Cheshire Crossing
The three meet here, at Cheshire Crossing--a boarding school where girls like them learn how to cope with their supernatural experiences and harness their magical world-crossing powers.But the trio--now teenagers, who've had their fill of meddling authority figures--aren't content to sit still in a classroom. Soon they're dashing from one universe to the next, leaving havoc in their wake--and, inadvertently, bringing the Wicked Witch and Hook together in a deadly supervillain love match.To stop them, the girls will have to draw on all of their powers . . . and marshal a team of unlikely allies from across the magical multiverse.

Cheshire Crossing Details

TitleCheshire Crossing
Author
ReleaseJul 16th, 2019
PublisherTen Speed Press
Rating
GenreSequential Art, Graphic Novels, Fantasy, Comics, Young Adult, Retellings, Fiction

Cheshire Crossing Review

  • Tucker
    January 1, 1970
    Many thanks to Ten Speed Press for sending me a copy in exchange for an honest reviewOh, this was such a mess. I had such high hopes because I love Sarah Anderson's art and I've heard so much praise for Andy Weir. Now, the art was great. Sarah did her best with what she was given but the story. And the characters. Oh dear god. First off, it read like very poorly written fanfiction. It is based on The Wizard of Oz, Peter Pan, and Alice in Wonderland. It felt as though the author was trying to mak Many thanks to Ten Speed Press for sending me a copy in exchange for an honest reviewOh, this was such a mess. I had such high hopes because I love Sarah Anderson's art and I've heard so much praise for Andy Weir. Now, the art was great. Sarah did her best with what she was given but the story. And the characters. Oh dear god. First off, it read like very poorly written fanfiction. It is based on The Wizard of Oz, Peter Pan, and Alice in Wonderland. It felt as though the author was trying to make the old-timey characters "hip" and relevant. But it just ended up being cringey. Like when your grandparents try to quote a vine. The whole thing felt very juvinelle. Relating back to the above mentioned point, this was aimed at young adults but it felt like it should have been aimed at elementray schoolers. But it didn't fit any of those age ranges. Overall, this was cringey, crappy and unenjoyable.| Goodreads | Blog | Twitch | Pinterest | Buy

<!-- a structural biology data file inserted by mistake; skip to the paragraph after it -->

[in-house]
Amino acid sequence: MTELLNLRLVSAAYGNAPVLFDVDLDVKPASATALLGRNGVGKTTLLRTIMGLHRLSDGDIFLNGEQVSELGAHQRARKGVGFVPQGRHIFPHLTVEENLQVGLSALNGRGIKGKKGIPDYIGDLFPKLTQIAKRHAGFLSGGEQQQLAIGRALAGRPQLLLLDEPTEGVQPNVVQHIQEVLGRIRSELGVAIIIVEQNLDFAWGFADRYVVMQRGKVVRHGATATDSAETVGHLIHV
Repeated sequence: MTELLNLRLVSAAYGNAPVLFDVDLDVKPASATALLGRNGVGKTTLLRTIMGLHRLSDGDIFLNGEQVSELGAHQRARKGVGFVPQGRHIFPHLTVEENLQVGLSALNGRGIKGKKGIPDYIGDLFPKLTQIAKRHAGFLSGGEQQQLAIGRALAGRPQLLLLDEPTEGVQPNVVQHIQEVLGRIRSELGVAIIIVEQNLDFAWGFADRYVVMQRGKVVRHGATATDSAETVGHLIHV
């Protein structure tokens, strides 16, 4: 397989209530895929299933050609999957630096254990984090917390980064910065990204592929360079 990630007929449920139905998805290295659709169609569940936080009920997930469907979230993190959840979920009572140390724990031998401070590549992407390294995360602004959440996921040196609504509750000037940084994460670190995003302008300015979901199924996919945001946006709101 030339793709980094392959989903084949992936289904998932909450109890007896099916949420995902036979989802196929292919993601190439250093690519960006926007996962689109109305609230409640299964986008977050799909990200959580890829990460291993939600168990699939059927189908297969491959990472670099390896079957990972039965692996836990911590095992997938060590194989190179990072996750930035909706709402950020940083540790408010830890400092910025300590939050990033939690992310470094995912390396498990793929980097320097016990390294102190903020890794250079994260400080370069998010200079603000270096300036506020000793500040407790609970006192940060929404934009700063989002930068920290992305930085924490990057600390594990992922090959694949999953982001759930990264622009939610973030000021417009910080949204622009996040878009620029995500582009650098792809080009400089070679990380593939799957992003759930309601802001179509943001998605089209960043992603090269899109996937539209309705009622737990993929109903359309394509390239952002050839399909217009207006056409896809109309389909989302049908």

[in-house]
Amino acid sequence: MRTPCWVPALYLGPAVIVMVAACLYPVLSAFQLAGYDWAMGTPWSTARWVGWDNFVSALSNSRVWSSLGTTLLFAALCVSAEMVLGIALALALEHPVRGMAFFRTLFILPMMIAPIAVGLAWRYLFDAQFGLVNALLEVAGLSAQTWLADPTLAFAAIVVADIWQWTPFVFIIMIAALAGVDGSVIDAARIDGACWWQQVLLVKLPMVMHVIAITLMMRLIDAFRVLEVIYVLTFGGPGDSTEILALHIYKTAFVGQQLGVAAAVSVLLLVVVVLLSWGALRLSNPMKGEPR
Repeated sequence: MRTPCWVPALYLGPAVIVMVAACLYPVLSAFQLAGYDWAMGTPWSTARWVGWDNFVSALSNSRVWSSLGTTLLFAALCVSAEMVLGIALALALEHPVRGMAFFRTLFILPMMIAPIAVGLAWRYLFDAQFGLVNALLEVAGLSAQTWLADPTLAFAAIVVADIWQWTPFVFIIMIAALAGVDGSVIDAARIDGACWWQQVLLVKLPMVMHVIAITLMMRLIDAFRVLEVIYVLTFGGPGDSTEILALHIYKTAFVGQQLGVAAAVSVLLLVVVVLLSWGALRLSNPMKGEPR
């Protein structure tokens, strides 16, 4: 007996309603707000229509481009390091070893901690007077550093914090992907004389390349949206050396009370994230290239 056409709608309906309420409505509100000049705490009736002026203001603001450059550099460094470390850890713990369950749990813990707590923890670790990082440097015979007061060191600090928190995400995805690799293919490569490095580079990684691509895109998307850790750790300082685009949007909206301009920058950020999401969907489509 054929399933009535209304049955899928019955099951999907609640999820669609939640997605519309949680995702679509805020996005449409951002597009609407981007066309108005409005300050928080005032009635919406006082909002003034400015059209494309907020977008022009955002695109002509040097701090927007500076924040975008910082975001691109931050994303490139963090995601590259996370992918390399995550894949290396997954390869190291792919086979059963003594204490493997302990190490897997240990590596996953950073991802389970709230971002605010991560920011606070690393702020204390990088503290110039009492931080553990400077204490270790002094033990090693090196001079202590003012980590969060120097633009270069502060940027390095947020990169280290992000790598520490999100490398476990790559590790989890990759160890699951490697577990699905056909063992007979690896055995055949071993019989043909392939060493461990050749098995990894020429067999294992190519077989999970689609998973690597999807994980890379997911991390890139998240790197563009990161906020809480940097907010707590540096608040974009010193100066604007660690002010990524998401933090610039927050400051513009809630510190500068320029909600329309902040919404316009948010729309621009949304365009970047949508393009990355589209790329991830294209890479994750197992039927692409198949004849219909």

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  • Sarah
    January 1, 1970
    This work is getting an awful lot of buzz and excitement and accompanying favorable reviews. This tale of Wendy, Dorothy, and Alice after their adventure coping with life now in the early 1900s told in graphic novel format by Andy Weir.Perhaps the same crowd who is excited about this would also be interested in the tale of Wendy, Dorothy, and Alice after their adventure coping with life now in the early 1900s told in graphic novel format by Alan Moore. Written in 1991.
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  • julianna ➹
    January 1, 1970